Full Dark, No Stars Review

Full Dark, No Stars - Stephen King

It’s safe to say that, by today’s standards, Stephen King’s novellas are actually novels. Especially his horror novellas. When you have publishers considering 35,000 words “novel length”, it makes you wonder what the actual difference is between a novel and a novella and whether or not the distinction will make a lot of difference in the coming years. Buddy of mine, Gregor Xane, thinks novellas suit horror just fine, that they are the perfect length to bring on the scares and then GTFO of Dodge. I tend to agree with him. But there’s something different about a King novella. They normally feel like novels twice their length. They feel packed to bursting with content. Think about Rita Hayworth and the Shawshank Redemption, think The Langoliers or The Mist. So once again, I wonder… What really makes a novel a novel. Is it truly length? Or the breadth of story?

This collection is bleak. There’s not a bright moment to be found, hence the title. Let’s discuss what that entails, shall we?

1922: Sweet baby Tom Cruise this story is disturbing. It’s one of those tales that make you feel dirty after completing it. What Wilf and Hank do is irredeemable, but somehow, I feel bad for the both of them by story’s end. That’s damn good writing, if you ask me. That’s having humanity nailed down to where it’s likely never to move again.

Big Driver: Rape. Does that word make you uncomfortable? Probably. Even if you’re not a victim, or don’t know a victim, you’re liable to cringe just reading it. But what about ‘revenge’? Does that word make you smile? Well, even though the revenge in this tale is not easily won or pretty in nature, I still grin like a mad bastard reading about these fuckers getting their comeuppance. And speaking of the word ‘rape’, King uses it a lot in this story. He doesn't pull any punches. There’s one page where it seems like every other word is that word. I feel he was trying to drive home the stark horror of the situation by pummeling us with repetition. "You will read this. You will know. You will see."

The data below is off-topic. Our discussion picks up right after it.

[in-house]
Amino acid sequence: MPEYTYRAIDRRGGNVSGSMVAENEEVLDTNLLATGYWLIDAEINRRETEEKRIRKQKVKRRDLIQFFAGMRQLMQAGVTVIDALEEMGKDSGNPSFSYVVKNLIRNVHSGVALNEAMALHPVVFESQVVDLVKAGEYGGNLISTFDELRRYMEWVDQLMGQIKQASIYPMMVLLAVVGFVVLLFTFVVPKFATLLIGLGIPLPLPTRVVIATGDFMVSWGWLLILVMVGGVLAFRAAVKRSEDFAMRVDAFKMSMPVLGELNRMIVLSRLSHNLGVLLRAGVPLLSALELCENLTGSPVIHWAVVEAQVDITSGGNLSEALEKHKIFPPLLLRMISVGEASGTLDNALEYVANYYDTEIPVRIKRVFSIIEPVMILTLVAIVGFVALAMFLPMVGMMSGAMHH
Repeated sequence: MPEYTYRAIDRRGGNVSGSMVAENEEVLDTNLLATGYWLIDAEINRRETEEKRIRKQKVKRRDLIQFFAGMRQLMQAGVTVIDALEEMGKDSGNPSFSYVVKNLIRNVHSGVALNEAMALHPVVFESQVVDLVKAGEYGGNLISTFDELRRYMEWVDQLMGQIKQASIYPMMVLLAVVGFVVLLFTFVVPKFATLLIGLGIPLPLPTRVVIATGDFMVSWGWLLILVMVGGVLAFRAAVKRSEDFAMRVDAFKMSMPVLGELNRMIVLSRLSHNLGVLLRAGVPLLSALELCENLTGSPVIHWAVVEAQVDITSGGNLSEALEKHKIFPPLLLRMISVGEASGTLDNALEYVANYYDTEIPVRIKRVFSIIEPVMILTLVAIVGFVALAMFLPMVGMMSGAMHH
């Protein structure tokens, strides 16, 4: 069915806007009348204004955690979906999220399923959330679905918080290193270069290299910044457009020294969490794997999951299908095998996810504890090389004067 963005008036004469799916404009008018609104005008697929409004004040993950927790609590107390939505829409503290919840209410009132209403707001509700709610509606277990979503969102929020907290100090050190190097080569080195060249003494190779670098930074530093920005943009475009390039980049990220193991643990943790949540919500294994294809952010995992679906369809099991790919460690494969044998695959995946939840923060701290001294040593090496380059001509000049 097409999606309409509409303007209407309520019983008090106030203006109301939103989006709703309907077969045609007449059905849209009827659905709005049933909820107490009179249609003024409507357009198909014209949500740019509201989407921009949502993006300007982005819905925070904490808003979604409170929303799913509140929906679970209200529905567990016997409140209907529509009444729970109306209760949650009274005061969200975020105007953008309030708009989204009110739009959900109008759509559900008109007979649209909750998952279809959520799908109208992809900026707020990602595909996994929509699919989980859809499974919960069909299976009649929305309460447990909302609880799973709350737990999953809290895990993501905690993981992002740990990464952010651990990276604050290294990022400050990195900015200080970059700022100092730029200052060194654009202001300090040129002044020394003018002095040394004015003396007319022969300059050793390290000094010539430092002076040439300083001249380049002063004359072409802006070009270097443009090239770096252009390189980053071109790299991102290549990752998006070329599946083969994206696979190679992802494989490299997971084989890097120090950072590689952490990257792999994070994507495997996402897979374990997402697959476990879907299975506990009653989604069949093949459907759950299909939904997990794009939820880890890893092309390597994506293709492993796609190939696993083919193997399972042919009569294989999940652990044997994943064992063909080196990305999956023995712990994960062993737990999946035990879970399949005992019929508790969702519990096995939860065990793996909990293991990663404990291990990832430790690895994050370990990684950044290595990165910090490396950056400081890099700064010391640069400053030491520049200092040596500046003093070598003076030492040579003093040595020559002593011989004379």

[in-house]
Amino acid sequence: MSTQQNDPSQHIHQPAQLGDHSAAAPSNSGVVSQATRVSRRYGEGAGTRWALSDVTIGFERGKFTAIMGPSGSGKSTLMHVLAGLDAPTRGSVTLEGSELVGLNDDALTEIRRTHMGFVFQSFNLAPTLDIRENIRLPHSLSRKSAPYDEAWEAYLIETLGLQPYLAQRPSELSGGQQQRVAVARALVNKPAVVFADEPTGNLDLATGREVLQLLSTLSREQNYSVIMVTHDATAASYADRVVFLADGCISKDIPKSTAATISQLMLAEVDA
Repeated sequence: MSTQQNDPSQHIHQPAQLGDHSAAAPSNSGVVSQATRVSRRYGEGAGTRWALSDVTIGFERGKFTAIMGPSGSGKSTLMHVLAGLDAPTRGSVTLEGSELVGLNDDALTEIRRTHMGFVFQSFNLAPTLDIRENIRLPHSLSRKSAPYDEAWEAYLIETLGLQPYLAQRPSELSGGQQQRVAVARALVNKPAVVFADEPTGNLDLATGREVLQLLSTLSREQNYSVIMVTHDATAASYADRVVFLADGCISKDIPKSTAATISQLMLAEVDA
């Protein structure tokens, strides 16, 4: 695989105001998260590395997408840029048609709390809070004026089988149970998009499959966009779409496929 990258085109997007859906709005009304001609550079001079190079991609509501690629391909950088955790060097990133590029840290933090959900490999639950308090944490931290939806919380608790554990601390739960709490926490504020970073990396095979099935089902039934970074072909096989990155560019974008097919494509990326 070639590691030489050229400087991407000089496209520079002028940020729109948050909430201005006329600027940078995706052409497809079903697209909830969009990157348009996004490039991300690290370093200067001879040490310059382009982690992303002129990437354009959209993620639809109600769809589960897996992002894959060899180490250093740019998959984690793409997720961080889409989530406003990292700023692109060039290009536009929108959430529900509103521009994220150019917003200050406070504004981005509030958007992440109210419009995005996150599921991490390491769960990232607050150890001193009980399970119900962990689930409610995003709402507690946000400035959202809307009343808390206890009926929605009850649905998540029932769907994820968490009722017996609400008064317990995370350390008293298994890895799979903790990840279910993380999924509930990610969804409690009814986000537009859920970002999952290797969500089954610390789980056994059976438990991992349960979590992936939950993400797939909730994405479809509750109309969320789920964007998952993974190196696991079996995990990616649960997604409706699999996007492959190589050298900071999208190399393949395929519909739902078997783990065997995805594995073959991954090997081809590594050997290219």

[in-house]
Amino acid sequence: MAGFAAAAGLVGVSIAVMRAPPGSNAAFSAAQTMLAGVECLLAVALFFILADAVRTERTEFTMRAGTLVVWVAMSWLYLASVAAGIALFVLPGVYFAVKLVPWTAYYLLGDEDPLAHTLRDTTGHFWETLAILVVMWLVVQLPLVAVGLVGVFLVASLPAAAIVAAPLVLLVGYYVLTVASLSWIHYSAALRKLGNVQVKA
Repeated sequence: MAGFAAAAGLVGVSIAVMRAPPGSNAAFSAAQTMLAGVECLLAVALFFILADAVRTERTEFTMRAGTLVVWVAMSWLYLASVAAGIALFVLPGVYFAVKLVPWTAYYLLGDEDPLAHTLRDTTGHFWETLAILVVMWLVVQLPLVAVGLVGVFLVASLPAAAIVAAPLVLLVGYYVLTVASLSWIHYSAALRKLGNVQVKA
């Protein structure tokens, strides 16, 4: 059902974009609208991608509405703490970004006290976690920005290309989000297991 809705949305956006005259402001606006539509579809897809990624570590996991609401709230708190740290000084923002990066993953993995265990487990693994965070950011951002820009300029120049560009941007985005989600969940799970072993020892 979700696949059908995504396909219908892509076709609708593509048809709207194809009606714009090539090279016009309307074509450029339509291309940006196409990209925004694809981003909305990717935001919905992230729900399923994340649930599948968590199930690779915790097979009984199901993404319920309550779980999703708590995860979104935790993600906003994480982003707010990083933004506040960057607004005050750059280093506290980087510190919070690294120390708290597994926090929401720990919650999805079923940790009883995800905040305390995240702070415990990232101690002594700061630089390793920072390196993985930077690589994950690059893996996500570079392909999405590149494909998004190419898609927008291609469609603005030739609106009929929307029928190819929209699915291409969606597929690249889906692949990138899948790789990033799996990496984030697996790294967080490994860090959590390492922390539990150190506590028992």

Fair Extension: The shortest of the tales, this one is my favorite. In King’s short story, “The Man in the Black Suit”, which appears in Everything’s Eventual and won an O. Henry Award, King comes right out and tells us who the bad guy is. In this one, the story’s more sinister for its allusions. You know who this guy is bartering with, I know who he’s bartering with, even the character knows, but no one ever says it. Because that’s what gives monsters their true power – acknowledgement. The boogeyman isn’t scary until you believe he is.

A Good Marriage: I love this one for its simple truths. You never truly know another human being, no matter how long you might live with them. King used the serial killer known as BTK for inspiration, and the reader is left wishing that this had been the actual outcome.

In summation: In my opinion, King shines brightest when he’s working with novellas. I can name numerous bad novels and short stories of his, but I can’t think of a single novella from him that I’ve disliked. What do you think? Can you name one, and why didn't you like it?

Final Judgment: Five stars, but not a single one to brighten your mood.